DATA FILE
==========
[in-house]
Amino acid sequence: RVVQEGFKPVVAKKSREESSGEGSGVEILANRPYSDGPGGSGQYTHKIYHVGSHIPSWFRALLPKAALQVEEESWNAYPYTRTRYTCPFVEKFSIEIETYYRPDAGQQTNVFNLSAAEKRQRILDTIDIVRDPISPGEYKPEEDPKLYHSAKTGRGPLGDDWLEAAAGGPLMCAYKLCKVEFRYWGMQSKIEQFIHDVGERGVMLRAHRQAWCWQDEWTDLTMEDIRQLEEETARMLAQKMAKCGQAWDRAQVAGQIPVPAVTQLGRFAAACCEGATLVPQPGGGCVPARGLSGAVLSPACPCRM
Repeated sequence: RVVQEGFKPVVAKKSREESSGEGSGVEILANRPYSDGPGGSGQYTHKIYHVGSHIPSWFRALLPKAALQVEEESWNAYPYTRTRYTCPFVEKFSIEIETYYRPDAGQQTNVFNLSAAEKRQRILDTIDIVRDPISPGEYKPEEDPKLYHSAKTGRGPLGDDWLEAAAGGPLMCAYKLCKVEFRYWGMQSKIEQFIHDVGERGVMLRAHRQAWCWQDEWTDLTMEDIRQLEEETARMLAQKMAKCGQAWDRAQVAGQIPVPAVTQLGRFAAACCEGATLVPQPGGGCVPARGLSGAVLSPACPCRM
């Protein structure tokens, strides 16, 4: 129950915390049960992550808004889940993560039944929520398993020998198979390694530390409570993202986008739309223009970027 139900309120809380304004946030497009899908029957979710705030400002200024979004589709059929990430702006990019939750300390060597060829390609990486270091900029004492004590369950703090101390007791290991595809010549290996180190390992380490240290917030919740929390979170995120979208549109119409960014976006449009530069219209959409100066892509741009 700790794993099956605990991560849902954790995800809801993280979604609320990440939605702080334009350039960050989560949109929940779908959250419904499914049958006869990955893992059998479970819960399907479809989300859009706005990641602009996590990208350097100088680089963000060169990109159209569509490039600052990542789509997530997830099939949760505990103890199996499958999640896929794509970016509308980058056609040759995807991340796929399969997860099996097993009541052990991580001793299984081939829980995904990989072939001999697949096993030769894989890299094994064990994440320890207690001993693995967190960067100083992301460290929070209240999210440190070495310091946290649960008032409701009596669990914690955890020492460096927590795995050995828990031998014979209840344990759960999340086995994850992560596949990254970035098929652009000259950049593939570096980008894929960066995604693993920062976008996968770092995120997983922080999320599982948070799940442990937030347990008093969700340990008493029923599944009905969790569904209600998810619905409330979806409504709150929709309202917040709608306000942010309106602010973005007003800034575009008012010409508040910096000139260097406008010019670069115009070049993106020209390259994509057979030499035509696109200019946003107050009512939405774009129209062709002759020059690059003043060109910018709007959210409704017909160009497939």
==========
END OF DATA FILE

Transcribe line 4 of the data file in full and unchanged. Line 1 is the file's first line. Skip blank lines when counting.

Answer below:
């Protein structure tokens, strides 16, 4: 129950915390049960992550808004889940993560039944929520398993020998198979390694530390409570993202986008739309223009970027 139900309120809380304004946030497009899908029957979710705030400002200024979004589709059929990430702006990019939750300390060597060829390609990486270091900029004492004590369950703090101390007791290991595809010549290996180190390992380490240290917030919740929390979170995120979208549109119409960014976006449009530069219209959409100066892509741009 700790794993099956605990991560849902954790995800809801993280979604609320990440939605702080334009350039960050989560949109929940779908959250419904499914049958006869990955893992059998479970819960399907479809989300859009706005990641602009996590990208350097100088680089963000060169990109159209569509490039600052990542789509997530997830099939949760505990103890199996499958999640896929794509970016509308980058056609040759995807991340796929399969997860099996097993009541052990991580001793299984081939829980995904990989072939001999697949096993030769894989890299094994064990994440320890207690001993693995967190960067100083992301460290929070209240999210440190070495310091946290649960008032409701009596669990914690955890020492460096927590795995050995828990031998014979209840344990759960999340086995994850992560596949990254970035098929652009000259950049593939570096980008894929960066995604693993920062976008996968770092995120997983922080999320599982948070799940442990937030347990008093969700340990008493029923599944009905969790569904209600998810619905409330979806409504709150929709309202917040709608306000942010309106602010973005007003800034575009008012010409508040910096000139260097406008010019670069115009070049993106020209390259994509057979030499035509696109200019946003107050009512939405774009129209062709002759020059690059003043060109910018709007959210409704017909160009497939």